Epistemology is the study of what can be known and how, in a truly abstract sense, not so much tied to practices, but to foundations. It is an ordinary subfield of basic philosophy.
Philosophy of Science as a noted discipline is very new, arising after the Scientific Revolution in Europe. In modern study it is often merged with History of Science, following the dictum that, particularly in this case, 'history without philosophy is blind and philosophy without history is empty'. It is dedicated to how people actually do science in particular, often as contrasted with how science describes itself and recounts its own history, and is generally not about theoretical foundations.
Gnosiology is theoretically a broader term, but not so much any more. It was introduced by Orthodox Christians as form of traditional epistemology with a provision for revealed knowledge. This sense is sometimes used purposely today by commentators like Quakers who place high regard upon inspiration (or 'experiment' in the archaic form) as a form of knowledge. (But also because we just love to be quaint and quirky.)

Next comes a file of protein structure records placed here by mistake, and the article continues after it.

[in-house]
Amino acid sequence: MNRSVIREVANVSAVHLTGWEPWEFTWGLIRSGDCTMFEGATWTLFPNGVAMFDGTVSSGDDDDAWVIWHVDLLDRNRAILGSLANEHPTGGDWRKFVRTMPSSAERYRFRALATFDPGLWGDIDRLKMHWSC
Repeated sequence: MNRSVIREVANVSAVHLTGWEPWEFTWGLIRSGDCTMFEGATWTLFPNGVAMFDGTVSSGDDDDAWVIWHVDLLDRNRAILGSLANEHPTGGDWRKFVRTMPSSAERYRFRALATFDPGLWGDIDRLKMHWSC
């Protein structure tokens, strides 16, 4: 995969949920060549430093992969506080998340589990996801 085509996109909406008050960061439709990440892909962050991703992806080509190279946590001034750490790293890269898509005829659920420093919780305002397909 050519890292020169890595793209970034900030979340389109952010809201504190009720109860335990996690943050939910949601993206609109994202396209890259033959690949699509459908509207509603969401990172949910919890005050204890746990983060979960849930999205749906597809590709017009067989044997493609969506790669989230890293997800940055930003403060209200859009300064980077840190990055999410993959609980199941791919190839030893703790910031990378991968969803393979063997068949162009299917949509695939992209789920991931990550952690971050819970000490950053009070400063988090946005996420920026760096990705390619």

The root moved from 'episteme', 'certain', related to 'ascertain', to 'gnosis', a more general term for 'knowing', because revealed knowledge can, almost by definition, not be 'ascertained' -- it must be validated in different ways, through pedigree or mystical experience.
Attempts have been made to revive it to apply to fields like aesthetics, which also lack the kind of standards that can be 'ascertained' but where things can still be known. But few Western writers adopted the term.
Evidently this move from Epistemology to Gnosiology stuck in the East and Gnosiology is the popular Greek term for Epistemology among Soviet and post-Soviet philosophical writers. This usage has drifted back to the West as a synonym and not as something distinct from Epistemology.